President Obama is unwrapping a nearly $4 trillion budget that gives Democrats an election-year playbook for fortifying the economy and bolstering Americans' incomes. It also underscores how pressure has faded to launch bold, new attacks on federal deficits.
Obama's 2015 fiscal blueprint, which he is sending Congress Tuesday, was expected to include proposals to upgrade aging highways and railroads, finance more pre-kindergarten programs and enhance job training. The White House said it would also enlarge the earned income tax credit to cover 13.5 million low-earning workers without children, expand the child care tax credit for some parents and make it easier for workers to contribute to Individual Retirement Accounts.
A revamping of corporate income taxes and higher tobacco levies would help pay for some of the initiatives.
White House aides say Obama's blueprint would obey overall agency spending limits enacted in December that followed a pact between Rep. Paul Ryan, R-Wis., and Sen. Patty Murray, D-Wash., the heads of the House and Senate budget committees.
Yet Obama will propose an additional package of $56 billion in spending priorities, the aides say, half for defense and half for domestic programs. It would be fully paid for by cutting spending and narrowing tax loopholes, such as boosting collections from U.S. firms doing business overseas, they said.
That package, like much of the president's plan, seemed sure to draw catcalls from Republicans. Their recipe for accelerating economic growth includes cutting taxes or overhauling the entire tax code, and they criticize higher spending as wasteful.
With the Democratic-led Senate and GOP-run House gridlocked, much of Obama's plan is likely to go nowhere in Congress or be whittled down. Lawmakers want to avoid anything that would help the other party or hurt their own prospects in this November's elections, when Republicans are expected to retain House control and might capture the Senate majority.
Obama's budget starts what should be a relatively peaceful year on Washington's fiscal front lines. That is because land mines embedded in the budgetary landscape have been defused this time around after cliffhanger, partisan showdowns in recent years.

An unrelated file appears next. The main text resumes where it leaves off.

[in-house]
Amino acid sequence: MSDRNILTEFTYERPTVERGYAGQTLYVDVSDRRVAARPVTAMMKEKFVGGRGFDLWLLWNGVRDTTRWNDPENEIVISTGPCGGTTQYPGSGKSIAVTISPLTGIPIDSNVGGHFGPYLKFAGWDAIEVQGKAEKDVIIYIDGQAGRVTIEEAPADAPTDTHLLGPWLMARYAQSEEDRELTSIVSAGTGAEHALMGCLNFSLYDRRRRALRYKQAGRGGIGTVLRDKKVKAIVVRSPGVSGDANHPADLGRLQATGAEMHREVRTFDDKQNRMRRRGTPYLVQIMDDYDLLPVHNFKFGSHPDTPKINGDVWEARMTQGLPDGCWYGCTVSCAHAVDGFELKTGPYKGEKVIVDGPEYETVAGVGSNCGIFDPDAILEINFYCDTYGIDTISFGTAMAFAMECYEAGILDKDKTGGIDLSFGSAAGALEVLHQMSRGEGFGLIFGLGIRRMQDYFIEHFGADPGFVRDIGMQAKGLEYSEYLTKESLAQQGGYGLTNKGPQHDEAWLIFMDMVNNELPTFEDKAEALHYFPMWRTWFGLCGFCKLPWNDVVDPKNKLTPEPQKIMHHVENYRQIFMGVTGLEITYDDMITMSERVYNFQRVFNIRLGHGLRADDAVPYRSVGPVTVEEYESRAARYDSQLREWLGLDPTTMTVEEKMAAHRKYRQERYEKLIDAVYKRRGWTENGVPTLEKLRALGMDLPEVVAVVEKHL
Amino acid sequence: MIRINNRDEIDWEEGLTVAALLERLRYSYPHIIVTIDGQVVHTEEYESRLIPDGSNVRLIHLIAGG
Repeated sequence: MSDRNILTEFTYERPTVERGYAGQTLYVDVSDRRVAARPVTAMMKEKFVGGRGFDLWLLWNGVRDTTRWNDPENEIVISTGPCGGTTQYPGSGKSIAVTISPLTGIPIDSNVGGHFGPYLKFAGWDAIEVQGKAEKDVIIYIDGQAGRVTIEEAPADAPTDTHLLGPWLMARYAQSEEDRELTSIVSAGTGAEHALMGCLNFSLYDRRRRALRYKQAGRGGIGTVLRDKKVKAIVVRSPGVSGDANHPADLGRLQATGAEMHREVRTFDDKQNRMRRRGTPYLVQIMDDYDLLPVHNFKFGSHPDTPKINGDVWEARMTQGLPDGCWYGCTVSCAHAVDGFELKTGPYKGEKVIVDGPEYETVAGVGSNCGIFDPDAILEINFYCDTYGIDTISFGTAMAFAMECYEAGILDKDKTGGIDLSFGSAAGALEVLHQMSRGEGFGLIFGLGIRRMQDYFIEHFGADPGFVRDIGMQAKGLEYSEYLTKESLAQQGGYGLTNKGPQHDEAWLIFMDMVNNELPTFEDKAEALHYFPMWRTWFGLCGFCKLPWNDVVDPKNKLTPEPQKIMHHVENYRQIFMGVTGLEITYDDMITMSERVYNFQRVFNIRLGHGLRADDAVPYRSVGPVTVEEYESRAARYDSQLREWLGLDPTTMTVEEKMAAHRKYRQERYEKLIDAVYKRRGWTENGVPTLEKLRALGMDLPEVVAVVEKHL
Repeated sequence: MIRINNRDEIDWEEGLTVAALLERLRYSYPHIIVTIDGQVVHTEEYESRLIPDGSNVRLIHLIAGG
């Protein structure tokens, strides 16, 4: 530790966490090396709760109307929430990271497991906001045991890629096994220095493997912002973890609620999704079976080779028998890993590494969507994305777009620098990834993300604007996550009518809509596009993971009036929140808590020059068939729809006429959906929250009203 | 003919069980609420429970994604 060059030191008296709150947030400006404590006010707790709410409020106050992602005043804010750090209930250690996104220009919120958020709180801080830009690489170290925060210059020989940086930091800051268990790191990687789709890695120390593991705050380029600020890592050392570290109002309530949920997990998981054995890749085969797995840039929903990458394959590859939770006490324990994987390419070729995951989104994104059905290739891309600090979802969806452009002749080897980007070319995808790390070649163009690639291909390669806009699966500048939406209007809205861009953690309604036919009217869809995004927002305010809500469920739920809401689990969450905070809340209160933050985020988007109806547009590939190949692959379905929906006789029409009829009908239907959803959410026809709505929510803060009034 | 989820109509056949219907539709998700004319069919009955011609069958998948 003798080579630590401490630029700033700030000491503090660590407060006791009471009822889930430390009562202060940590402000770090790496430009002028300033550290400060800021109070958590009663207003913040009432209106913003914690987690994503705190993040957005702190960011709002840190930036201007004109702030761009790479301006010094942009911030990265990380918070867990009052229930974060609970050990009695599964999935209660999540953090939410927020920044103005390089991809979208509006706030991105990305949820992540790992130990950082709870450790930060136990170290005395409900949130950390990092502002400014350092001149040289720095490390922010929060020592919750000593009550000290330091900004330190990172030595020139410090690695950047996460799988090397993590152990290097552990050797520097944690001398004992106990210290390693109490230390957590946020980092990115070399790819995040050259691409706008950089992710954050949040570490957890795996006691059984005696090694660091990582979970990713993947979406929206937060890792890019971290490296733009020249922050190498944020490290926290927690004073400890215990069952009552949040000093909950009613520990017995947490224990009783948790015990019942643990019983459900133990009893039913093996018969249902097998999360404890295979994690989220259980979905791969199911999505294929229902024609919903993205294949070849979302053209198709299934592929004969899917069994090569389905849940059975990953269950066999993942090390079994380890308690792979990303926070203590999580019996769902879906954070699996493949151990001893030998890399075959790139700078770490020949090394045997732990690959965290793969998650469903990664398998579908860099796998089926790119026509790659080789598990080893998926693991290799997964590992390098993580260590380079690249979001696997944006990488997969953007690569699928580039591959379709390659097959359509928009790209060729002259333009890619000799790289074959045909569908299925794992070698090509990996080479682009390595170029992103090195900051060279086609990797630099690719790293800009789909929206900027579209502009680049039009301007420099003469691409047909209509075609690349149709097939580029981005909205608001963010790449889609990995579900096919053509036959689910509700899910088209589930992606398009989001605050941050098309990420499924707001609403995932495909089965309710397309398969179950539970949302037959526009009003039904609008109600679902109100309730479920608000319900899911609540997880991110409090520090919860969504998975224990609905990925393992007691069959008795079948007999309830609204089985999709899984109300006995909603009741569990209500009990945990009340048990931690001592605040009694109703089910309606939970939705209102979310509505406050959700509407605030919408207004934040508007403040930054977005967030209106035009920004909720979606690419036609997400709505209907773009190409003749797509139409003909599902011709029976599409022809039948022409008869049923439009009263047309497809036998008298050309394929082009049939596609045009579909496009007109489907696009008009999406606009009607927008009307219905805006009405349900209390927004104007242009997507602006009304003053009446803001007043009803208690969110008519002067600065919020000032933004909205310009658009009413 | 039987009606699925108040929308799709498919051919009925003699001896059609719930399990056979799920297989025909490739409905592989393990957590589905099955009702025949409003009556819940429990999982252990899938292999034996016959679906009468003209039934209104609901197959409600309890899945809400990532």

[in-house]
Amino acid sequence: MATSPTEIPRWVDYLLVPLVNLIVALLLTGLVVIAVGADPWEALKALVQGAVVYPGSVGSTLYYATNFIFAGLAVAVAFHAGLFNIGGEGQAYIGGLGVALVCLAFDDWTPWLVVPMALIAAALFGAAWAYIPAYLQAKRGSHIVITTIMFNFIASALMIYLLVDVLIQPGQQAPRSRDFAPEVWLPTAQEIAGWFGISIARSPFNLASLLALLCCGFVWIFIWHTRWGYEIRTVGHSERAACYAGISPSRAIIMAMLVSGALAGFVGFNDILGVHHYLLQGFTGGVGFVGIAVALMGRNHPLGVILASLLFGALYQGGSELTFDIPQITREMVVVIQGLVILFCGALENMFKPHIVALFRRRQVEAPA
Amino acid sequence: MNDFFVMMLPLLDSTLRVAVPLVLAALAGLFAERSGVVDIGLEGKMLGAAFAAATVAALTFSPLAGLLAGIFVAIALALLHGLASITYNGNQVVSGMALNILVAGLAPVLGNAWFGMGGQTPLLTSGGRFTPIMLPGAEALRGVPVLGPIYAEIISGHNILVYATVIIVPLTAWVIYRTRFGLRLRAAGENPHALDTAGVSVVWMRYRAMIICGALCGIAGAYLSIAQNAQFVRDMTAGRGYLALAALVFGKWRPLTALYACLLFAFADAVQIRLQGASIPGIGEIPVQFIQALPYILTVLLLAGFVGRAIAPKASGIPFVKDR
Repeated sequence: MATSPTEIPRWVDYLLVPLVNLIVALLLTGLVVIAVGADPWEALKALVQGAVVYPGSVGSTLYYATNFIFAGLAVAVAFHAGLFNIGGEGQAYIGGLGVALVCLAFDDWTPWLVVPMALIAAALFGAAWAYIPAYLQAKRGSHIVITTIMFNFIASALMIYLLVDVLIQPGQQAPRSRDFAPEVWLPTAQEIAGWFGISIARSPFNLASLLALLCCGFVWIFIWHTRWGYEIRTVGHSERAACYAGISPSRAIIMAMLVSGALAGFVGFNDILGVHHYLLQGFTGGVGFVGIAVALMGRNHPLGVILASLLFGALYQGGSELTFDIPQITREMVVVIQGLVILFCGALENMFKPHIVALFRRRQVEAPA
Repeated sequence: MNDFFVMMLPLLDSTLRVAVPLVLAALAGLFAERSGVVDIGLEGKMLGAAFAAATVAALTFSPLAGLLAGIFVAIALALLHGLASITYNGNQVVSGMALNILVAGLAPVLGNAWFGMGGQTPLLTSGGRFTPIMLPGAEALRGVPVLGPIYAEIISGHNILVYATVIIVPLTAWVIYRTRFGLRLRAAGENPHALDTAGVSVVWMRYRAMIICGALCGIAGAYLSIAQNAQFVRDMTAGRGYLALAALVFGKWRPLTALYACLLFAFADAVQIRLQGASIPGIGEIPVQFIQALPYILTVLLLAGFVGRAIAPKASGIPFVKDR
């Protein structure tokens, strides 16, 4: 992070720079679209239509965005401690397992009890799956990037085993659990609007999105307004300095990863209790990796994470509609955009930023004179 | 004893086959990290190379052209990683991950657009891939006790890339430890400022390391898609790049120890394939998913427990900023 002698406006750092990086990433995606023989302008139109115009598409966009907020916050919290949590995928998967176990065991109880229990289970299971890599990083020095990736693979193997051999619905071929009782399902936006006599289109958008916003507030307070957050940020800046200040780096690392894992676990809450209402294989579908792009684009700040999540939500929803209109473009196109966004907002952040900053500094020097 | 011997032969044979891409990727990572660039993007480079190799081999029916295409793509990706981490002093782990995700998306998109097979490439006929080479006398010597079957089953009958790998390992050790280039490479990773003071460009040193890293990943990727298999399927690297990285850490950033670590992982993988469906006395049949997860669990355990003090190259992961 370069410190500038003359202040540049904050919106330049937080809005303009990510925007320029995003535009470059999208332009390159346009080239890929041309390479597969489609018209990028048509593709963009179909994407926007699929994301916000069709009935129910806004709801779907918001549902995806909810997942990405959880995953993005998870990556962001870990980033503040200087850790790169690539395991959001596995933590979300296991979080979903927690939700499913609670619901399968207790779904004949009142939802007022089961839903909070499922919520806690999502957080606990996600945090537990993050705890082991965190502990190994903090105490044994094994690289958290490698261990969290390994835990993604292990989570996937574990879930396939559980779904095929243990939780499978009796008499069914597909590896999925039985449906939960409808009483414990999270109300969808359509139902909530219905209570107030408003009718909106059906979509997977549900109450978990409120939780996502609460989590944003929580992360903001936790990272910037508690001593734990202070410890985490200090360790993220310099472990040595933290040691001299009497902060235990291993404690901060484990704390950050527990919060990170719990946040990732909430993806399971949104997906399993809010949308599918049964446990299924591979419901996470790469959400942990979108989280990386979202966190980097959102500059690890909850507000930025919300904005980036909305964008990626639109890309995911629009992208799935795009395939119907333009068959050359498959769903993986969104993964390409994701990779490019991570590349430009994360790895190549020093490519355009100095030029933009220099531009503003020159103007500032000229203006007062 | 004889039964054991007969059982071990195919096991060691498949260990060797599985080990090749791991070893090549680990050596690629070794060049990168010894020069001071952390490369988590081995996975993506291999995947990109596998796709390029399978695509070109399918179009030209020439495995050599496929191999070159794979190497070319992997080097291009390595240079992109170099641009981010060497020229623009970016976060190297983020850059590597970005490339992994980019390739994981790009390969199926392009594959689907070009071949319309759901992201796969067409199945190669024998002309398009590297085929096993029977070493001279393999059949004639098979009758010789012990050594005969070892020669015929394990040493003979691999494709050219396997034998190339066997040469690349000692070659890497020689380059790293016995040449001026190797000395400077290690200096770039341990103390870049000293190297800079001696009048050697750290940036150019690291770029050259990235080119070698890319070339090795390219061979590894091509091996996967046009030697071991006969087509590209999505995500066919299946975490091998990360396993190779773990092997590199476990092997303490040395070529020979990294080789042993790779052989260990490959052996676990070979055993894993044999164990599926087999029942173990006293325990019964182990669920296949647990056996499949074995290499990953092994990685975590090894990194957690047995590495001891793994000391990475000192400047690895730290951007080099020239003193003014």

Instead of the annual fight over spending limits — which last year helped produce a 16-day partial government shutdown — Murray and Ryan's bipartisan compromise set an overall agency spending cap for the next two years. That has eliminated the need for lawmakers to do anything but provide the details in later spending bills, easing the threat of another federal closure.
Also missing this year is a need to extend the government's debt limit, which in the past has sparked battles that threatened economy-jarring federal defaults. Congress has given Treasury authority to borrow money into next March, eliminating a must-pass legislative vehicle that either side might use to make demands.
Obama is delivering his proposal to lawmakers as federal deficits, though still sky-high, have fallen dramatically. Last year's shortfall of $680 billion was far smaller than initially expected and ended a skid of four straight years in which the annual red ink exceeded $1 trillion.
That has made it easier for lawmakers to avoid considering the politically painful tax increases and spending cuts needed to significantly reduce deficits.
Thus, the president's budget will not renew last year's offer — hated by many fellow Democrats — to save money by slowing increases of Social Security benefits. The White House says that plan was advanced only to entice congressional Republicans into deficit-reduction talks and was excluded this year after GOP leaders refused to reciprocate by offering tax increases.
To live within curbs Congress has imposed on agency spending, Defense Secretary Chuck Hagel has said the Pentagon would reduce the Army's size to levels last seen before World War II. The Navy would buy fewer ships and a new round of base closings would begin in three years.
As a result, the extra military spending that Obama is offering would be welcomed by many Republicans.
They have complained that Pentagon coffers have been whittled dangerously as the Iraq war ended and the U.S. presence in Afghanistan has shrunk. Such cries have only amplified in recent days as Russia seized control of Ukraine's Crimea peninsula and GOP lawmakers demand that Obama stand up to Russian President Vladimir Putin.
But under Obama's budget, the political trade-off for extra defense spending would include beefed-up domestic programs — a step many in the GOP will oppose.
On the domestic side, extra expenditures Obama wants would address Democrats' campaign-year emphasis on closing the income gap between rich and poor.
These would include opening 45 new manufacturing institutes, connecting colleges and private employers and improving Head Start, the preschool program for low-income families.